Invited Speakers

Eric Vétillard

[slides]Three Views on IoT Security

After a few years of peddling IoT security to a wide variety of people, it is clear that one of the main problems with IoT Security is the difficulty to pinpoint the problem. Traditional security consultants teach a functional view of IoT security, where authentication, encryption, Web security, blockchain if they are up-to-date, address the issue. Some other specialists insist on a resilient view, where hardware security and resistance to attacks play an essential role. IoT developers, on the other hand, have a practical view that comes from hard real-life constraints, such as the decentralized nature of IoT, as well as economic constraints. A great challenge for the IoT security community is to pinpoint issues and propose solutions that reconcile these three views of security into solutions that are safe, robust, and practical. Drawing from examples, this talk will propose a few directions of investigation for developers and researchers.

Eric VĂ©tillard is a security architect at Prove&Run, building IoT security solutions based on formally-proven microkernels for customers around the world. Before that, he was a Product Manager for Oracle, in charge of the security of Oracle's IoT Cloud Service and of Java Card technology. Before that, Eric spent 15 years working in various companies on all aspects of Java Card technology, from implementation to attacks, specification to application validation, as architect, evaluator, consultant, and blogger. Eric holds a Ph.D. from the University of Marseille.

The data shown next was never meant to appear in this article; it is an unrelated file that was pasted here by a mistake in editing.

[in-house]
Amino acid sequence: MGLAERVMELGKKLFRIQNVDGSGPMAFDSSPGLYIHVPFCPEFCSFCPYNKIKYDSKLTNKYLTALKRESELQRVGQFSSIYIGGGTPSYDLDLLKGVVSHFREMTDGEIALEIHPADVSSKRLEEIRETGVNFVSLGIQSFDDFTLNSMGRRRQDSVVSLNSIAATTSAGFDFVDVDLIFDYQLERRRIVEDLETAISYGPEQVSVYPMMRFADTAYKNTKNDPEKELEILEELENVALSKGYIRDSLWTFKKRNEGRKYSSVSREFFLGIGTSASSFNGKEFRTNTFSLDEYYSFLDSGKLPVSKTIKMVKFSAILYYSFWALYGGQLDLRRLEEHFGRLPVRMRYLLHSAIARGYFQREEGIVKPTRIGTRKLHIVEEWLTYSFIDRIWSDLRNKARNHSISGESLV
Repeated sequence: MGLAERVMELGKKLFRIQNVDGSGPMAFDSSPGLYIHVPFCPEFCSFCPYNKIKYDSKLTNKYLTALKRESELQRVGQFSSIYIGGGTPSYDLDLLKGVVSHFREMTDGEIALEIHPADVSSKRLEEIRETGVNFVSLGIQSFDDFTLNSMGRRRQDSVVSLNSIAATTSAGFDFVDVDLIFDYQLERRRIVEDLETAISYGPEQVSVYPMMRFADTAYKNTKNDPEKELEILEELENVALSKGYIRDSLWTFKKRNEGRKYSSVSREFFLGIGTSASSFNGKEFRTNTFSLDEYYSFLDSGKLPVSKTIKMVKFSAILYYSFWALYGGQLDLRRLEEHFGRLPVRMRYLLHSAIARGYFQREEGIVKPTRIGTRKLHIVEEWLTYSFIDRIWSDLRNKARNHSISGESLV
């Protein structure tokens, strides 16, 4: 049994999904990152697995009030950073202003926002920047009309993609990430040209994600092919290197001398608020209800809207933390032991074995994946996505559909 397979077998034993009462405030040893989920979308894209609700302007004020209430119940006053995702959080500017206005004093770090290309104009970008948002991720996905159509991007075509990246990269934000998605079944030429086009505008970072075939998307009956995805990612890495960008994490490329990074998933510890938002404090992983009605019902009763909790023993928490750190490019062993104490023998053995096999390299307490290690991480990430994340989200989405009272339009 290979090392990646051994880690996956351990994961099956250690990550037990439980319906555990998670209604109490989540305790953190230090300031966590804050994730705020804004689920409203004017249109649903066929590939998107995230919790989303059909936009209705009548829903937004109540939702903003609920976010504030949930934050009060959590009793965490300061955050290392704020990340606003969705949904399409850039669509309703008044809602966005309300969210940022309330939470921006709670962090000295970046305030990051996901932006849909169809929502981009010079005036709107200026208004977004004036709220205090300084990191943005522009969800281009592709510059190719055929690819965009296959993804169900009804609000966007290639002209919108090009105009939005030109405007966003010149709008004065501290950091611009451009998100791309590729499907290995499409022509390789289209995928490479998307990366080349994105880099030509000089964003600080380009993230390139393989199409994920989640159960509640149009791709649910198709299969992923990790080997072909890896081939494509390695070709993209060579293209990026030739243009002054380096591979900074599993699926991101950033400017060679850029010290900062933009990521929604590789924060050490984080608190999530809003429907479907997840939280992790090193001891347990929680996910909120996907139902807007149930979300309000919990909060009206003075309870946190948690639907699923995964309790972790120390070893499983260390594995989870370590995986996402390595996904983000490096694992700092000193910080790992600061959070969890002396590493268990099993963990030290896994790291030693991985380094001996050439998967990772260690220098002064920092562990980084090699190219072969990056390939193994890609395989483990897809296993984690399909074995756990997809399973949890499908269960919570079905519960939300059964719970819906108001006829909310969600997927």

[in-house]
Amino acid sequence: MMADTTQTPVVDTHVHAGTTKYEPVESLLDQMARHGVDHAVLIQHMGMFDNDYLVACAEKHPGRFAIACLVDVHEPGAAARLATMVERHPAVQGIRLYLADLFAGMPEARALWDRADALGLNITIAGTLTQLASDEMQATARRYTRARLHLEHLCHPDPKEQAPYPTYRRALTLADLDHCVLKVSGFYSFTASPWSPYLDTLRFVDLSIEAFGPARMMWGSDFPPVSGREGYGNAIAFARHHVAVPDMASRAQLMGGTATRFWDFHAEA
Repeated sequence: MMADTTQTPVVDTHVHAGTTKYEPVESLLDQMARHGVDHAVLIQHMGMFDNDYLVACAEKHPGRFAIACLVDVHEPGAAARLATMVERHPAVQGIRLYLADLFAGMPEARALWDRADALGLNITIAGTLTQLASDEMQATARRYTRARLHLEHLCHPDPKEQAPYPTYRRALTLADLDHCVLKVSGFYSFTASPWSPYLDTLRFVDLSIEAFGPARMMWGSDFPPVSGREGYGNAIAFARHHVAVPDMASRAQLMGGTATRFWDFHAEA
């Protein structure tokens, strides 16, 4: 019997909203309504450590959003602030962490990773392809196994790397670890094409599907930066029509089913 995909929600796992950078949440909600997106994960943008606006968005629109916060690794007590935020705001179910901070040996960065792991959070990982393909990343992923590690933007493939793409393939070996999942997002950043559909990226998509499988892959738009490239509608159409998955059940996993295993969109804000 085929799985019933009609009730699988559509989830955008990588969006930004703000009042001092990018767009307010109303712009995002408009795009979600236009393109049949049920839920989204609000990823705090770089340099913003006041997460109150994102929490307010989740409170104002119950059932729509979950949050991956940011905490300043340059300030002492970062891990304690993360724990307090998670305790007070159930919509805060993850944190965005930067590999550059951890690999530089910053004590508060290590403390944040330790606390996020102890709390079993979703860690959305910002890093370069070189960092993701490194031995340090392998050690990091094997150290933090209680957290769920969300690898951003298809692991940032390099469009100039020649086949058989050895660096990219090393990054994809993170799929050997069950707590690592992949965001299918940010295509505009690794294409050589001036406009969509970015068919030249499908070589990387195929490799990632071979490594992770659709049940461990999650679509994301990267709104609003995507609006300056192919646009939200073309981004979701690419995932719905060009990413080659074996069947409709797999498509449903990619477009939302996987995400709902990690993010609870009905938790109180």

Ventzi Nikov

[slides]Security outside the black-box model :
Challenges and Countermeasures

For nearly two decades we know that one should not only consider security in the black-box model. Various physical (passive/active/combined) or pure SW attacks have been introduced in the grey and white box adversary models. How did we as community cope with the much stronger and practical attacks, how did we counter such adversaries? Do we have sound models reflecting those attacks? Do we have provably secure theoretical countermeasures? Are they also practical?